The FCC's earliest regulatory approach to consumer Internet service was to treat it as a common carrier service. Telephone companies were not permitted to ban, tamper with, or differentiate between dial-up telephone ISPs, such as CompuServe or AOL. (84) The FCC used a different approach for always-on cable broadband Internet services. In 2002, it issued the Cable Modem Order, which deemed cable modem service to be neither a separate "telecommunications service" under Title II nor "cable service" under Title VI, but instead a largely unregulated "information service" under Title I. (85) The Supreme Court in 2005 upheld this decision and agreed that cable modem access is an interstate "information service" subject only to Title I. (86) The FCC then extended similar treatment to broadband access over telephone-based digital subscriber or "DSL" lines. (87)

These classifications permitted the FCC to, in essence, deregulate Internet access. To maintain the possibility of future regulatory action, the FCC asserted ancillary jurisdiction over broadband providers under provisions like section 4(i) of the Act. (88) In 2005, the FCC acted on this putative authority and issued an Internet Policy Statement outlining certain Internet freedoms "to ensure that broadband networks are widely deployed, open, affordable, and accessible to all consumers." (89) In 2008, the Commission alleged Comcast had violated this policy by slowing customers' use of peer-to-peer networking applications and ordered Comcast to cease and desist from the practice. (90) Comcast complied with the order but challenged the FCC's exercise of authority over network management practices. (91) The D.C. Circuit sided with Comcast, concluding the FCC's actions were "flatly inconsistent" with the law, in large part because the agency had linked its ancillary jurisdiction over Comcast's actions to mere statements of policy in the Act rather than to sections of the Act expressly delegating authority. (92)

With its authority to impose net neutrality requirements on broadband providers called into question, then-Chairman Genachowski proposed a "Third Way" to shore up the FCC's position. (93) Under this approach, the agency would reclassify the transmission component of "broadband services" as "telecommunications services," allowing the FCC to exercise direct jurisdiction over network management under Title II. (94) The FCC would then forebear from applying certain Title II obligations on broadband service to lighten the regulatory load. (95) Congress expressed bipartisan, widespread concern with the Third Way proposal, which led the FCC to argue for yet other bases for its network neutrality jurisdiction--Section 706 of the Telecommunications Act of 1996 and ancillary jurisdiction related to additional specific sections of Titles II, III, and VI. (96)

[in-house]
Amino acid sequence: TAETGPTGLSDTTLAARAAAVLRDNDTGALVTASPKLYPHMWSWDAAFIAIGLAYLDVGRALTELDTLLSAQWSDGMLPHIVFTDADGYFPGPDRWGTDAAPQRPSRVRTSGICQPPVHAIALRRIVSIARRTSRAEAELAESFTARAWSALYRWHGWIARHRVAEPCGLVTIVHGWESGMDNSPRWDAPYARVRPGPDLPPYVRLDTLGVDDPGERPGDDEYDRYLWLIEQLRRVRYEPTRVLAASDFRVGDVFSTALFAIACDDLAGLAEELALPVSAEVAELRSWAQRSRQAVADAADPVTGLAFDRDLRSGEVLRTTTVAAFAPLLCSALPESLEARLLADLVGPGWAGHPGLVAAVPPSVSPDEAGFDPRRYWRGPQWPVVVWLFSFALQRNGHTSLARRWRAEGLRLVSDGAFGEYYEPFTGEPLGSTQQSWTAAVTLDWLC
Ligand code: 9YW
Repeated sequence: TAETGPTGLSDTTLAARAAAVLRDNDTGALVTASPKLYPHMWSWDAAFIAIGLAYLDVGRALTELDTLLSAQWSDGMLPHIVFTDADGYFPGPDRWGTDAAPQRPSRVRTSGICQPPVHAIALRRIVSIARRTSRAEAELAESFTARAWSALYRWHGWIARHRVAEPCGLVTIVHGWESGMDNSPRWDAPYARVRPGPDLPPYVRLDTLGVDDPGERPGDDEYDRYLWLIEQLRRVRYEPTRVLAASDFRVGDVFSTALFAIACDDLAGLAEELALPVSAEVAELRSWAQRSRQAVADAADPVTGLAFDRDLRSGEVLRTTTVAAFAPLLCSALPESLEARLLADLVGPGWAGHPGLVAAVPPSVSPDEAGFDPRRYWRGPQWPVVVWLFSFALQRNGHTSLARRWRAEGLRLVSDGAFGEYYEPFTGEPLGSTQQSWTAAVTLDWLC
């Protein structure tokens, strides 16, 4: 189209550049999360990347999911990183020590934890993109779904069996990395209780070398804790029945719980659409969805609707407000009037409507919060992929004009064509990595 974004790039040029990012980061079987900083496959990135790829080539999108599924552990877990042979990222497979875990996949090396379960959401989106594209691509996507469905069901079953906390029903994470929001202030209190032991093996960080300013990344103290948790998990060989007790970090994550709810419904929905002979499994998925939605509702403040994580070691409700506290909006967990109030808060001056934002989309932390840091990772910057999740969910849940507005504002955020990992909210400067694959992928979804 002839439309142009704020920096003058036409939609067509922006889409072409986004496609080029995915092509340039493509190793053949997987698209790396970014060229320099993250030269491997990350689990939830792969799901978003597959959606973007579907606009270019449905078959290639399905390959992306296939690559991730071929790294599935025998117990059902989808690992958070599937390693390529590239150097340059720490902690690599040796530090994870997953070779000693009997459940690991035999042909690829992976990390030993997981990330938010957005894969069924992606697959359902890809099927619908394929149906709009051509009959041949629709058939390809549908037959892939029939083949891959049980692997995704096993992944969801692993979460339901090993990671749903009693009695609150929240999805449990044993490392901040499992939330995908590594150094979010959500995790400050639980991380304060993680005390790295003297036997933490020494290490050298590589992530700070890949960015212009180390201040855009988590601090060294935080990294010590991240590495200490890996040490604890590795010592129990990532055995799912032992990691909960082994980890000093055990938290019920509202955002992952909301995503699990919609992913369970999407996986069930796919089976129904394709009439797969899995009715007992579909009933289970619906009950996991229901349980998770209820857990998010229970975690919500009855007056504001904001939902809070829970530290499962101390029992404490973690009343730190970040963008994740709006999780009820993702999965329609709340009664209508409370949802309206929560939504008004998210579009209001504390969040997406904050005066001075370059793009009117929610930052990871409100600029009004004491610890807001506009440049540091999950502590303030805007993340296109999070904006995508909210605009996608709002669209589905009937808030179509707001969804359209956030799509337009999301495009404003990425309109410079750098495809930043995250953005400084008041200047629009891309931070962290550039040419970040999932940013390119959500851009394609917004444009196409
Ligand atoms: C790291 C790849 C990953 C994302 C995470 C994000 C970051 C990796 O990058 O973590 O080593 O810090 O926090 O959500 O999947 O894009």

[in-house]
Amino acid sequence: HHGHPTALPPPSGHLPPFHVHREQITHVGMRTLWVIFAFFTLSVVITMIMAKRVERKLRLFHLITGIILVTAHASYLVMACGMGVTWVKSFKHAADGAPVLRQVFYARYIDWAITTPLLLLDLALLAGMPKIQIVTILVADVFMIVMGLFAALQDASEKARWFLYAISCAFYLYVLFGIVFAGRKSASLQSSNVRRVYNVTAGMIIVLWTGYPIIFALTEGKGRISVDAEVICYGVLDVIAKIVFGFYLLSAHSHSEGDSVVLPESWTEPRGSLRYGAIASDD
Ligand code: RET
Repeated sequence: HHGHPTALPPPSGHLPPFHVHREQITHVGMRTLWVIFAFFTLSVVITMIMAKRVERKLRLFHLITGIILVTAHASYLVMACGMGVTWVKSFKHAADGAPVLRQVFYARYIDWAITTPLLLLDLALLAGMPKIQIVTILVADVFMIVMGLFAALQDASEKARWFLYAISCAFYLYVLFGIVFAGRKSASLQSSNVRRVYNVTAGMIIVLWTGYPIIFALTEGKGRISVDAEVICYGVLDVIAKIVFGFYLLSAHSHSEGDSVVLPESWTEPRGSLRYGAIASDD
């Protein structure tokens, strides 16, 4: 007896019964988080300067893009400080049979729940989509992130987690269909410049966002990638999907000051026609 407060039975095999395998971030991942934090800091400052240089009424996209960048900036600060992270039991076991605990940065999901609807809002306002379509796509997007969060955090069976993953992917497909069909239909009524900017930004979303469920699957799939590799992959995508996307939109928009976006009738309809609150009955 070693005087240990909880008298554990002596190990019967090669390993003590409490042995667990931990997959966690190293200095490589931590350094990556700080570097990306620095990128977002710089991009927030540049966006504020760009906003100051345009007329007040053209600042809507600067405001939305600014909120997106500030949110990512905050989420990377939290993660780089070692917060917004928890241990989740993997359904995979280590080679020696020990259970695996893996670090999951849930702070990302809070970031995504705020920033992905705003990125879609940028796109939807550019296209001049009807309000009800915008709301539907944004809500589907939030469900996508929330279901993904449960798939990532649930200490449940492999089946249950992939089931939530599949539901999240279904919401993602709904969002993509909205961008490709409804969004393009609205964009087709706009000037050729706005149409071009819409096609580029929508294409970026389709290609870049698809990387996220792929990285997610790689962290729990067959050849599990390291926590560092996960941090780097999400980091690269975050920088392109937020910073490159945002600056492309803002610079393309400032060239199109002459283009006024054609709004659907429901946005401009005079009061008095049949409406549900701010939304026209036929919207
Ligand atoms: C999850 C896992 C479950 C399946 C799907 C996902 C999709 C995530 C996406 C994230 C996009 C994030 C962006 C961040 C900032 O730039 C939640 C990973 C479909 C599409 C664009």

Based on this new theory of authority, the agency adopted the Open Internet Order in December 2010 with new network neutrality rules. Those rules provided that: (1) ISPs must be transparent and disclose their network management practices; (2) both wireless and fixed network owners may not block lawful applications or services, except for purposes of reasonable network management; and (3) fixed broadband providers may not unreasonably discriminate, including by degrading the quality or speed of a consumer's access or as to particular websites or services. (97)

2. The Verizon Decision

Verizon and others challenged the Order before the U.S. Court of Appeals for the D.C. Circuit, which handed down its decision on January 14, 2014, striking the Order down in part. (98) The court agreed that the FCC had the authority under section 706 to regulate broadband traffic to promote broadband deployment. According to the court, the FCC reasonably interpreted the ambiguous texts of sections 706(a) and 706(b) as empowering it to establish rules governing how broadband providers treat Internet traffic. (99) Although the FCC had previously decided that section 706(a) "does not constitute an independent grant of authority," (100) the court agreed that the Order had "offered a reasoned explanation for its changed understanding of section 706(a)." (101)